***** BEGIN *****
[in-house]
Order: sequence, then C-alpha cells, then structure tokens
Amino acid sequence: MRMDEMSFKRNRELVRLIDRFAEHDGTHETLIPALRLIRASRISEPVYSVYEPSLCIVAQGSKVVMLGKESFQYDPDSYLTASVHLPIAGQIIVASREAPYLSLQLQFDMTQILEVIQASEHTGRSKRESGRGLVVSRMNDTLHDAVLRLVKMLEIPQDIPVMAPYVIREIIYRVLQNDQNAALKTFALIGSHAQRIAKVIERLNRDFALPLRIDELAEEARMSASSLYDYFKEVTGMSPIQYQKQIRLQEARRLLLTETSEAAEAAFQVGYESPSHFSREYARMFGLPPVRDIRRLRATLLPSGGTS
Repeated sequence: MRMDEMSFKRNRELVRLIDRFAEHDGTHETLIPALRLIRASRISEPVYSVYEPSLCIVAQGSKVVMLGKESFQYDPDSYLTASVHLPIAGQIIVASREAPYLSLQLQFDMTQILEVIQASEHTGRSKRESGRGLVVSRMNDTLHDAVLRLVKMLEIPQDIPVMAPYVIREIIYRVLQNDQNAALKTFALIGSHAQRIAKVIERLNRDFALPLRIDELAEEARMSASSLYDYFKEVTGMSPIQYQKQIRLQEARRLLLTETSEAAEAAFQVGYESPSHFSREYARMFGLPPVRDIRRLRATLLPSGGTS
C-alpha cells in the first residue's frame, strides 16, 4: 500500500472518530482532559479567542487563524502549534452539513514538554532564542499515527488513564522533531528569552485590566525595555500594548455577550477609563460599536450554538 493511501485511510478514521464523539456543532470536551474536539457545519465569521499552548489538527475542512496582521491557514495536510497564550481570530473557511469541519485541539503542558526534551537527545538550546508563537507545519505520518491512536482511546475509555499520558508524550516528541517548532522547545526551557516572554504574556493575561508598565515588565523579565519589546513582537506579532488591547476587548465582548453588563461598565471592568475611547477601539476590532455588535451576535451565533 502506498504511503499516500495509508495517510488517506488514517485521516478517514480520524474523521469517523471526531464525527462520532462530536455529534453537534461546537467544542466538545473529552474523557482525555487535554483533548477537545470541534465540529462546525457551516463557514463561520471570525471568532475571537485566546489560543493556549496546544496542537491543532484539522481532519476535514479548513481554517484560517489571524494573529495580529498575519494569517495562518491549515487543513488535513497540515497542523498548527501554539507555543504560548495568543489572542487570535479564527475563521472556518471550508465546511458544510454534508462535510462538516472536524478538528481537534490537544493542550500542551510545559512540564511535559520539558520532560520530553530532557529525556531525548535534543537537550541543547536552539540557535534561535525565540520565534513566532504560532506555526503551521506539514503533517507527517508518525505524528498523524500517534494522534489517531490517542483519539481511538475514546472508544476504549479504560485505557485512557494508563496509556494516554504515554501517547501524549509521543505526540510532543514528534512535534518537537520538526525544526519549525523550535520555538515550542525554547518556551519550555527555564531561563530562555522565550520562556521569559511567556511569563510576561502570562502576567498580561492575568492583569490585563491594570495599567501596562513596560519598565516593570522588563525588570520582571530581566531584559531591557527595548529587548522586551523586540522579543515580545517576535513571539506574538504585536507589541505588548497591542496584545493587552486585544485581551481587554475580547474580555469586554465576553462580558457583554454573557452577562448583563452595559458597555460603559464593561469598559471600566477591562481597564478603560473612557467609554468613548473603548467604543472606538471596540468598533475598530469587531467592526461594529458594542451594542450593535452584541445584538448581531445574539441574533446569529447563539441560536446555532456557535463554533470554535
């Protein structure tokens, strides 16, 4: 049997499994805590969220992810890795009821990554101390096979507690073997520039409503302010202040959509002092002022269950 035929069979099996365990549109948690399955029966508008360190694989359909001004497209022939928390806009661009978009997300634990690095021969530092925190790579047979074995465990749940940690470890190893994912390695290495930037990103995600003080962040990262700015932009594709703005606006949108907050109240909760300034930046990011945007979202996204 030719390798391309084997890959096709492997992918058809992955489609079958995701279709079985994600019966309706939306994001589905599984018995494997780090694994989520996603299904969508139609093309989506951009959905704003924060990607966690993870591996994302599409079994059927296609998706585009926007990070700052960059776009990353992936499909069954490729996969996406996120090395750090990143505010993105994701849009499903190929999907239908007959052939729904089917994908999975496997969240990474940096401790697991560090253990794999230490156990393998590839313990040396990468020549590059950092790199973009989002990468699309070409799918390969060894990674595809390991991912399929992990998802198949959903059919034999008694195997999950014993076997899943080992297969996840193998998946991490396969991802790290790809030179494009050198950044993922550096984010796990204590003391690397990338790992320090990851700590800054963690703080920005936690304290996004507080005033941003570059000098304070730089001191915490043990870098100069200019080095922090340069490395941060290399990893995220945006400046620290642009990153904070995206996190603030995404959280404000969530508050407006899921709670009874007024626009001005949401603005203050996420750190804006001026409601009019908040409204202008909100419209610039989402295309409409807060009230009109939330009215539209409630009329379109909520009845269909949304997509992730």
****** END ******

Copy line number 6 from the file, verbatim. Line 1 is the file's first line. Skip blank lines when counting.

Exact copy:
């Protein structure tokens, strides 16, 4: 049997499994805590969220992810890795009821990554101390096979507690073997520039409503302010202040959509002092002022269950 035929069979099996365990549109948690399955029966508008360190694989359909001004497209022939928390806009661009978009997300634990690095021969530092925190790579047979074995465990749940940690470890190893994912390695290495930037990103995600003080962040990262700015932009594709703005606006949108907050109240909760300034930046990011945007979202996204 030719390798391309084997890959096709492997992918058809992955489609079958995701279709079985994600019966309706939306994001589905599984018995494997780090694994989520996603299904969508139609093309989506951009959905704003924060990607966690993870591996994302599409079994059927296609998706585009926007990070700052960059776009990353992936499909069954490729996969996406996120090395750090990143505010993105994701849009499903190929999907239908007959052939729904089917994908999975496997969240990474940096401790697991560090253990794999230490156990393998590839313990040396990468020549590059950092790199973009989002990468699309070409799918390969060894990674595809390991991912399929992990998802198949959903059919034999008694195997999950014993076997899943080992297969996840193998998946991490396969991802790290790809030179494009050198950044993922550096984010796990204590003391690397990338790992320090990851700590800054963690703080920005936690304290996004507080005033941003570059000098304070730089001191915490043990870098100069200019080095922090340069490395941060290399990893995220945006400046620290642009990153904070995206996190603030995404959280404000969530508050407006899921709670009874007024626009001005949401603005203050996420750190804006001026409601009019908040409204202008909100419209610039989402295309409409807060009230009109939330009215539209409630009329379109909520009845269909949304997509992730």